Architecture writer Martin Filler called Isozaki and his wife, sculptor Aiko Miyawaki, “true cultural citizens of the world.” Raised in a home where his businessman father wrote haiku poetry, he later was attracted toward the avant-garde and readily called his tastes “radical” in everything from music to literature. LA Times:Tastemakers

 

              Furniture & Architecture

 One can see how Japanese design is as much about emptiness as it is about structure – a perspective that comes naturally to the country that gave Zen Buddhism to the world. Japan-ness In Architecture  Arata Isozaki

“What is the essence of Japanese design? Perhaps it is best exemplified in the clean lines of the Marilyn Chair , designed by architect Arata Isozaki in 1972. Isozaki combined the curves of Marilyn with the narrow, vertical lines found in the Mackintosh high-back chair.”  Book: Japanese Design:A Survey Since 1950  Charles Rennie Mackintosh (1868-1928), was in turn influenced by Japanese design. In its curved side view, the chair makes reference to the body shape of Marilyn Monroe. The chair is constructed of bent laminated wood and a solid beech frame. It retains its original leather-covered upholsteredseat.  Denver Museum of Art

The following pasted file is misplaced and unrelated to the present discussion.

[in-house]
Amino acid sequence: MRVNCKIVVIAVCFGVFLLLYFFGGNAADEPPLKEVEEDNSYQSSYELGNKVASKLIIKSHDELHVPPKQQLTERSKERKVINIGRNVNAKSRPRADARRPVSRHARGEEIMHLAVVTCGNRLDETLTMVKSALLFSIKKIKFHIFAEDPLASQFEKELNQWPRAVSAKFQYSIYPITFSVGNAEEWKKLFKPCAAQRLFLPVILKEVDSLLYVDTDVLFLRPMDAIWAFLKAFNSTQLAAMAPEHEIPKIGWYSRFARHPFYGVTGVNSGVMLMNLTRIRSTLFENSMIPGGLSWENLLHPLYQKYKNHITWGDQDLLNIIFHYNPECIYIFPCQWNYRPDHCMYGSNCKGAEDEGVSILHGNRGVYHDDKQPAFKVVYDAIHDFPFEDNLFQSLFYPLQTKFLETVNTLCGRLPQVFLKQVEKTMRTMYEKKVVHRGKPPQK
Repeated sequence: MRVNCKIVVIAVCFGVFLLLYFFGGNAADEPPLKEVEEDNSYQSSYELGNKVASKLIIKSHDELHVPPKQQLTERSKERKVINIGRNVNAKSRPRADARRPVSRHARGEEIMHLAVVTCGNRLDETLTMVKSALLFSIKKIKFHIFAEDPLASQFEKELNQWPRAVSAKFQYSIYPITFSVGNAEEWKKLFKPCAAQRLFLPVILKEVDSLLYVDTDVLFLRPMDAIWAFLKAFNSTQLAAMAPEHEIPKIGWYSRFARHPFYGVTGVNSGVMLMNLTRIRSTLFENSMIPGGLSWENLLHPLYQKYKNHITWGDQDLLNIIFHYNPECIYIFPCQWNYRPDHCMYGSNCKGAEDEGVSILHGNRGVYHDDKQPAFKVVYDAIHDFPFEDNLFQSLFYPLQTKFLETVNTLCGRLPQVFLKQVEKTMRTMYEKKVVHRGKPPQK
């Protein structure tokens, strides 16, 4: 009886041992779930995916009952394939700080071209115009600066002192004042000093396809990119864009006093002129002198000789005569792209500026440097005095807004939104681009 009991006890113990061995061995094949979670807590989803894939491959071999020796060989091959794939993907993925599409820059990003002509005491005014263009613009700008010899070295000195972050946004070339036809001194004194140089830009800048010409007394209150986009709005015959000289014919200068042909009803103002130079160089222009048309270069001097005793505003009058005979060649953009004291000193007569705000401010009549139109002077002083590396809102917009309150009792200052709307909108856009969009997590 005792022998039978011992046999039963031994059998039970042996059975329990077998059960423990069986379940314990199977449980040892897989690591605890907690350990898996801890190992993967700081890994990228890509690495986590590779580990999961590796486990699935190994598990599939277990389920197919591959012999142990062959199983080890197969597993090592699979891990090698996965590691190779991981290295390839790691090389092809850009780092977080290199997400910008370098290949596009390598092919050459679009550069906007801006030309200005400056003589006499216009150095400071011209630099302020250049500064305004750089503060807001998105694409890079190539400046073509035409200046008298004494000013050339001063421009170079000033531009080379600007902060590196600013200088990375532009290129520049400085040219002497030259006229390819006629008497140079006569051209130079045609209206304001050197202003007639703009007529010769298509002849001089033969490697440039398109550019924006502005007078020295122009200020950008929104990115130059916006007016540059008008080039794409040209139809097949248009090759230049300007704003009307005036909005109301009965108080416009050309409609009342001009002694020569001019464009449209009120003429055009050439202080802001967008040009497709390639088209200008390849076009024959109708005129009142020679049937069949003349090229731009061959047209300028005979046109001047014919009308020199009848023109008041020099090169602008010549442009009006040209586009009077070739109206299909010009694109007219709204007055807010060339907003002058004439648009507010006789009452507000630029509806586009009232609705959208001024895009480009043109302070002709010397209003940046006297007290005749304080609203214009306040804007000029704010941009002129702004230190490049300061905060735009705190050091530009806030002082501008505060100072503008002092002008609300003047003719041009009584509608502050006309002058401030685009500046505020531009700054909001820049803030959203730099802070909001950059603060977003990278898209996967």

Marilyn Monroe Chairs image via www.invaluable.com

Marilyn Monroe Chairs image via www.invaluable.com

 

 

image via: Arata Isozaki at 1stdibs Oval Dining Table and Marilyn Monroe Chairs

image via: Arata Isozaki at 1stdibs
Oval Dining Table and Marilyn Monroe Chairs

 

 

A Pair of Arata Isozaki Monroe Chairs made of ebonized beech image via: https://www.aspireauctions.com/